Racing industry launches equine injury database - DVM
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Racing industry launches equine injury database
System can spot trends, risks, improve horses' safety, says DVM who developed it


Addressing misinformation

Scollay believes the system will address what she calls "certain assertions and beliefs" about the frequency and severity of racetrack injuries, especially in the press over the last couple of years, and particularly since the fatal breakdown of the filly Eight Belles at this year's Kentucky Derby.

"There have been all kinds of statements about increasing injuries, including assertions about the vulnerability of fillies vs. colts and the types of races they run. The fact is, the data just isn't there to support such statements. We're just beginning to collect it now."

The system will look at horses that run consistently without injury, too, examining their histories and variables such as their training regimen and type of track on which they normally run, in an effort to determine what keeps them injury-free.

Although Scollay is busy in her new role as Kentucky's equine medical director, a job she began July 1 after 13 years as senior veterinarian for Florida's Calder Race Course and Gulf Stream Park, she'll continue to devote some time each week helping coordinate and promote the reporting system.

Dr. Ashley Hill, epidemiologist at Colorado State University, will analyze the data to look for important trends or patterns of activity that might be seen as injury risk factors. "We need an epidemiologist to look at and sort out the variables," Scollay says. "For example, she'll look at track surfaces — dirt, turf and synthetic — and configurations, like turning radius of some tracks, which can change the dynamics. We want to make sure the statistics are valid and meaningful. The more data we obtain and analyze, obviously the more we'll learn. But it will take some time."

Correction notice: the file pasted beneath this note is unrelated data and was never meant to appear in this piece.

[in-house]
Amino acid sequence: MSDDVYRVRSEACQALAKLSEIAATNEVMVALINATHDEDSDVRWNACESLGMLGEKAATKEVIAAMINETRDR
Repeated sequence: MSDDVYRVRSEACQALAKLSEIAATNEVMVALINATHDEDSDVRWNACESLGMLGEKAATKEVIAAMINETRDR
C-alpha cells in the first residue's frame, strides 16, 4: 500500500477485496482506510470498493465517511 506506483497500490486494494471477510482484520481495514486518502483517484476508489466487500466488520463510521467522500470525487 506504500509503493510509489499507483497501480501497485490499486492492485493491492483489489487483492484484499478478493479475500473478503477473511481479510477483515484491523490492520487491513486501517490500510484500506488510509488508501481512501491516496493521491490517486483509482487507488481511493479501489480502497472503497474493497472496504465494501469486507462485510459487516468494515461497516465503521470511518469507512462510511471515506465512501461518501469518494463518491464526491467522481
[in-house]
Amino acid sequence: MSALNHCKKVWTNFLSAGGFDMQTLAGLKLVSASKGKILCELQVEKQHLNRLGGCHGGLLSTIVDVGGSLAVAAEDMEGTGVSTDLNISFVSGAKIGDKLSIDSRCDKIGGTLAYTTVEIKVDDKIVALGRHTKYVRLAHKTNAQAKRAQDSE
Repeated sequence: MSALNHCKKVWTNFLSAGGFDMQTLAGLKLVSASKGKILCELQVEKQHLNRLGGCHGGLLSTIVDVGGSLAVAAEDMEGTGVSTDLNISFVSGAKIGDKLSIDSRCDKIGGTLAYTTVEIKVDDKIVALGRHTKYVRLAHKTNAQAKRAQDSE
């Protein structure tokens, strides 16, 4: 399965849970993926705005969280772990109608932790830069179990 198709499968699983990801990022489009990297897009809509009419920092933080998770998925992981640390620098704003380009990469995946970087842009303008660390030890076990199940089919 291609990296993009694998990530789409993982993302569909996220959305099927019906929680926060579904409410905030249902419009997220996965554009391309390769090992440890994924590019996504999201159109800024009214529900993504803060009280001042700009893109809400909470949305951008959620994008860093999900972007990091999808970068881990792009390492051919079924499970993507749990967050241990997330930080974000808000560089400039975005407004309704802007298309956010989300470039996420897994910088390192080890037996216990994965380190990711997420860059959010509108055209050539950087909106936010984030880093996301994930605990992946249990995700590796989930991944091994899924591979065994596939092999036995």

Scollay is one four veterinarians who testified in June before the U.S. House Commerce, Trade and Consumer Protection Subcommittee on injuries and medication issues in Thoroughbred racing, with a view as to whether the industry can regulate itself effectively, or whether a federal regulatory agency is needed, Her testimony focused on the reporting system as an example of how the industry is taking serious steps to reduce injuries and work toward uniform regulation from within.

The Jockey Club is underwriting the cost of operating the reporting system "as a service to the industry," it says in a press release.

"We are especially grateful to Dr. Scollay and Dr. Arthur for their assistance with the pilot program and system testing, and to all the regulatory veterinarians ... who provided their expertise," says Alan Marzelli, Jockey Club president who also testified before the House panel in June.


Source: DVM360 MAGAZINE,
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